I can’t believe I’ve not actually published about this before but I’ve properly released seven games on Itch in just over two years and six of them were for Syntax Bomb competitions. Nowhere have I actually mentioned much about how they have done in these competitions so I really should rectify that now.
Firstly, in April of 2018, I entered the fourth competition on the site with my game Envahi. A remake of one of my favourite Vic 20 games, this competition was the imputes to actually write it because I’d been planning it for years. I hadn’t entered the previous three competitions as I was new to the forums back then and missed them. The game did pretty well for a first entry and came in at third place – mainly because the host doesn’t count his own games in the judging as that would have put me down into fourth and out of the prize fund. For getting on the podium I got a prize of £100. When I factored in the development time, including numerous blog entries on here, I worked out my rate was roughly £1 an hour working on it. More than I usually get for writing games 🙂
Around 2 months later the fifth competition began and I had 8 weeks to come up with my next game for it. I came up with an idea for a top trumps style game involving retro computers and even got some nice artwork done for it. Around 6 weeks in I realised it wasn’t coming together very well and I pulled out of entering. I’d put a lot of work into the game by that time and I would say I was around 70% done but the game just didn’t feel right when playing and I was also having some technical issues which didn’t help. I was still pretty inexperienced with the dev system, even though I’d worked on a few games, so I just put it down to experience. Luckily, since then, I’ve managed to make every deadline since. While developing RAM – as I called it – I also wrote a short story of 8 chapters which I planned to have unlock as the story mode of the game progressed. If I haven’t published it on the blog yet then I will do so later somewhere, as it’s not a bad little effort and I can’t really do much else with it since I canned the game.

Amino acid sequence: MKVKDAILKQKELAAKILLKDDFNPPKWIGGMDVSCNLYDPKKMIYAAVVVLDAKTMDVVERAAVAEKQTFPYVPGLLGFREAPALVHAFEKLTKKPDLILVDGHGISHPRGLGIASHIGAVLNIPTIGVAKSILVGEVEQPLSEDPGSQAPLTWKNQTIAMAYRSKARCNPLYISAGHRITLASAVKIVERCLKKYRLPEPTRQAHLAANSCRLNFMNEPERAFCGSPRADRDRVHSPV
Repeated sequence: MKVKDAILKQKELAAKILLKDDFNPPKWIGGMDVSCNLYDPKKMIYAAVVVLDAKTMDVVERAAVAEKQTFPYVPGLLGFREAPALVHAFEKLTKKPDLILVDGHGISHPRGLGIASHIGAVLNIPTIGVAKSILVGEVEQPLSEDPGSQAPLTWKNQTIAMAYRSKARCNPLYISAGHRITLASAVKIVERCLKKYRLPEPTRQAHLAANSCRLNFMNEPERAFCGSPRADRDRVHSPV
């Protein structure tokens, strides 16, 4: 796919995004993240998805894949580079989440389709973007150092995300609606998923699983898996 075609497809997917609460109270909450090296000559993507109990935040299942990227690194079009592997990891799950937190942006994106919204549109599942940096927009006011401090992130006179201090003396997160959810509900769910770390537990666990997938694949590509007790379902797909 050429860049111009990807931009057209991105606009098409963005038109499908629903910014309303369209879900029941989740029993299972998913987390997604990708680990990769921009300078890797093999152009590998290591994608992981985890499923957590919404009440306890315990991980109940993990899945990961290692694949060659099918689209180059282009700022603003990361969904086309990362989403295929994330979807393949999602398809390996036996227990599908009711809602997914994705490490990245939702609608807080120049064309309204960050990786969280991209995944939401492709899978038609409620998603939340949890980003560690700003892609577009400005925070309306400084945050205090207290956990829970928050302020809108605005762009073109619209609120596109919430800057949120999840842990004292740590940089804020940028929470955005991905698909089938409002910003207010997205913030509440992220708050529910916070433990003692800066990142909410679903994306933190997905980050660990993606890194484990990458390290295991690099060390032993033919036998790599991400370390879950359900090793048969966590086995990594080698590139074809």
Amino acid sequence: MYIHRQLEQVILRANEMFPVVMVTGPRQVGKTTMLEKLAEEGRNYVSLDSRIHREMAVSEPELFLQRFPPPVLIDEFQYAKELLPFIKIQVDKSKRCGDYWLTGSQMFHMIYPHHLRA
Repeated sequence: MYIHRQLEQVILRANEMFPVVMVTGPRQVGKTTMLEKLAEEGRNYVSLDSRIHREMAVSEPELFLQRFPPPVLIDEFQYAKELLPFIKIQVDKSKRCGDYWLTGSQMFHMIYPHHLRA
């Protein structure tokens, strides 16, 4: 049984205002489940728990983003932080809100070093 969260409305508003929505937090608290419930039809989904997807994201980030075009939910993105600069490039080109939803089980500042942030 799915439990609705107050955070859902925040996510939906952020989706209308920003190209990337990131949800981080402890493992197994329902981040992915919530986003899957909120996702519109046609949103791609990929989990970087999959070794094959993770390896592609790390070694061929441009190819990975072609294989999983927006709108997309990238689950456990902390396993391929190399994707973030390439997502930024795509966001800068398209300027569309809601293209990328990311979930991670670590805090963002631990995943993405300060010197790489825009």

I was a bit more focussed when the next competition came around and as the topic was a maze game, I decided to proceed with another remake of a game I’d planned to recreate for years. Rockman was one of my favourites on the Vic 20 as well, so I went all out to try and get this done in six weeks and it worked out pretty well. I’ve blogged a fair bit about the process for this at the time and I’m especially proud of uploading the final build and forum post at 8 minutes before the deadline. The closest I’ve ever been. The game itself was pretty well received and I’m still rather proud about how polished it is even now, for a six week game. Obviously there’s a few quirks and bugs that could do with fixing or improving but it’s stood the test of time pretty well and even had a few payments on the site from people who donated after they downloaded it. As for the competition, it went up against some amazing competition so only got joint fourth place. I can’t moan about this because that competition in particular was very popular with entries.
At this point we had got to mid-November and discussion was going on about having a Xmas themed game. I’d bandied the idea around possibly having an adventure game theme and this was picked up. I had seven weeks to work on this one and I got some help from a friend to come up with 20 locations set around a house and a Xmas-themed plot where you are a school boy out exploring the house looking for codes to open the safe and find your xmas presents. I expanded on this to come up with some optional extra side quests and then got my nose stuck into writing a basic framework for creating adventure games before getting the core game in place as a text adventure. After this I commissioned an artist to draw all 20 locations for me, with a heavy xmas theme, and also got some gui help from another syntax bomb user so the game could have a more modern feel with icons for moving around etc. Bah, Humbug! did win this competition but my glorious victory was somewhat subdued because there were only 3 entries submitted. Still, the prize was £250 which covered my expenses for the artwork and development costs around the same as Envahi of roughly £1 an hour 🙂
I will continue this in the next post.